Radical Islamic Terrorism – An Update on the Threat


Charles E. Goslin, senior security consultant with Butchko, Inc., provided the Houston Chapter of ASIS International with an update on the threat posed by radical Islamic terrorism following recent ISIS defeats in Mosul.  Goslin’s central thesis is that traditional military defeats of ISIS on the battlefield will not eradicate its lethality and spread as a terrorist organization.  The front lines of this war are fluid, and can be expected to shift from the trenches in Iraq and Syria to cities and communities in the west and even within the U.S.  Aside from trends that point to this shift in the terrorist group’s strategy, he emphasized that the intractable nature of Islamic terrorism lies not in the external territory or capitals it holds, but rather the iron grip it establishes within the minds of individuals radicalized by its extreme ideology.  So long as this form of radicalization is left unaddressed or minimized, the potency of terrorism from these groups will remain undiminished.

ISIS can be expected to become a more virulent threat for three reasons:

  1. The expectation by ISIS leaders regarding the inevitability of being attacked and destroyed on the ground by the west. With this in mind, plans were made to infiltrate massive refugee flows into Europe.
  2. The nature of the terrorists themselves who have filled the ranks of ISIS.  A significant number of them are EU passport holders, and can easily blend back into the west.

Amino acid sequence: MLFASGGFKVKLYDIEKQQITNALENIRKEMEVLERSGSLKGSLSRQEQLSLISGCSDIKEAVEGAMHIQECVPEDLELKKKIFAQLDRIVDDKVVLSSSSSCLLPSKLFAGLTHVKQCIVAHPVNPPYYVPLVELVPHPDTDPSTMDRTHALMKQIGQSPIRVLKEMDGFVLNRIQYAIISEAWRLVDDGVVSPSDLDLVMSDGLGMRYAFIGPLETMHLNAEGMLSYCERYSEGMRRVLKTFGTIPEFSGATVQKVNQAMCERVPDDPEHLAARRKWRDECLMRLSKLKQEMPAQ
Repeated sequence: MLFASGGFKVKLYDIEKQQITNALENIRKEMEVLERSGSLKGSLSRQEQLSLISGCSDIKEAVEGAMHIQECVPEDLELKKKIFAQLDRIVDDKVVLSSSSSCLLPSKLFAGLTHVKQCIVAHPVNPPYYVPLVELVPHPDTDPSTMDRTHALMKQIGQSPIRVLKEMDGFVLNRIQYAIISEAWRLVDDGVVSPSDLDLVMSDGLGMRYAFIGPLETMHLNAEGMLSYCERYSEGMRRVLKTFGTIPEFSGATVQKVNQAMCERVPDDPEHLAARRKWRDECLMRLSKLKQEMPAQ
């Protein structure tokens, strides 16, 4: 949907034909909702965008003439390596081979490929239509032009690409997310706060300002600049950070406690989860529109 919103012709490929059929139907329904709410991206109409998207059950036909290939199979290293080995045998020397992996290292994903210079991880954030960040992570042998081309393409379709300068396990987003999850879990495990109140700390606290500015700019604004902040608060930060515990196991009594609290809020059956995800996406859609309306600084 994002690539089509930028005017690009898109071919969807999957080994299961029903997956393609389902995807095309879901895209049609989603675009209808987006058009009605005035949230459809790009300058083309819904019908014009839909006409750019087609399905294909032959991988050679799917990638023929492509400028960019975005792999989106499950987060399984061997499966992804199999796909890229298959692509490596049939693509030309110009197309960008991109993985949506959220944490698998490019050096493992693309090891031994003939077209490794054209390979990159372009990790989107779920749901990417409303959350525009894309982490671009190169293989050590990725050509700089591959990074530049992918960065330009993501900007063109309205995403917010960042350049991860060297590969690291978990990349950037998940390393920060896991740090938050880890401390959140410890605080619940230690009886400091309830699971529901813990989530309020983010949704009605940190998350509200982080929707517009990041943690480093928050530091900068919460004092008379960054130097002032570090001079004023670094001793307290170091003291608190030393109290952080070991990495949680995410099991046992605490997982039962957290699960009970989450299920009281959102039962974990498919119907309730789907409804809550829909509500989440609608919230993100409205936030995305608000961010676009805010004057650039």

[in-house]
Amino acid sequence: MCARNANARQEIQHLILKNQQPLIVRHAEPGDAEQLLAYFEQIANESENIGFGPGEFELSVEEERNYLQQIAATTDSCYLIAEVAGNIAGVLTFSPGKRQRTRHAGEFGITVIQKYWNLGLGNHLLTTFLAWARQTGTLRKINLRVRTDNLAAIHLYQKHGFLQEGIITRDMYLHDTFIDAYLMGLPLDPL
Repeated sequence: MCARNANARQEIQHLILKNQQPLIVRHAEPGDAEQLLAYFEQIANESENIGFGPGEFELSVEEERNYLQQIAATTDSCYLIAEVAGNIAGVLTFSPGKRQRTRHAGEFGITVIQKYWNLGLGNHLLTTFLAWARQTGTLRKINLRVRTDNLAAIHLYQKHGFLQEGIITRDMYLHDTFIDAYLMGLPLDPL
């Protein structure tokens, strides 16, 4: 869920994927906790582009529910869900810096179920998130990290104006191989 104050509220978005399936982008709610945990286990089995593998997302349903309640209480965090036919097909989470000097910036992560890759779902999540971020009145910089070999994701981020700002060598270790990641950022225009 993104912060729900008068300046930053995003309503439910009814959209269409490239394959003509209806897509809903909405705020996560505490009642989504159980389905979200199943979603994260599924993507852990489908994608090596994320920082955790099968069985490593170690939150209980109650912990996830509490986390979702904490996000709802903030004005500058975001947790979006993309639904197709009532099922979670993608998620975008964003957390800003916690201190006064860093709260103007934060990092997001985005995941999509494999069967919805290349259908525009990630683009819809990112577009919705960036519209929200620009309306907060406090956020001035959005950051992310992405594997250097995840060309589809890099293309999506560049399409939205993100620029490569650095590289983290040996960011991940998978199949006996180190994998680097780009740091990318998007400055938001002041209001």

3. The resilient nature of radicalization that maintains a grip on its followers no matter where they are.  The “duty and obligation” to commit acts of violent jihad remain with them, whether it is in a straight-up fight with military forces in Iraq or Syria, or on the “civilized” streets of Paris, Brussels, London, or New York.

The bottom line emphasized by Goslin is that this threat is real, and security professionals need to prepare.    His recommendations for blunting this threat within organizations include the following:

  • Addressing the tough issue of Insider Threat.   Learn to recognize the signs and symptoms of radicalization.
  • Expecting Tactic Replication.  Islamic Extremist groups have shown, time and again, that they will replicate a tactic if it works.
  • Developing good Threat Intelligence. It is not enough to rely strictly on one source of intelligence, particularly if it is only “tactical” lists of events or incidents.    Develop working level relationships with local police, intelligence services, and community leaders.
  • Adjusting Journey Management and Traveler Security Awareness briefings for the threat environment.
  • Developing discreet reporting channels for individuals who have concerns about behavior or incidents within the workplace.  “See something, say something” is nice, but follow-through with clear mechanisms must be in place  to deal with the information when someone “says something.”

 

Charles Goslin provides regular seminars and presentations on this topic, as well as other “over-the-horizon” threats and security risks for Butchko clients and the Greater Houston community.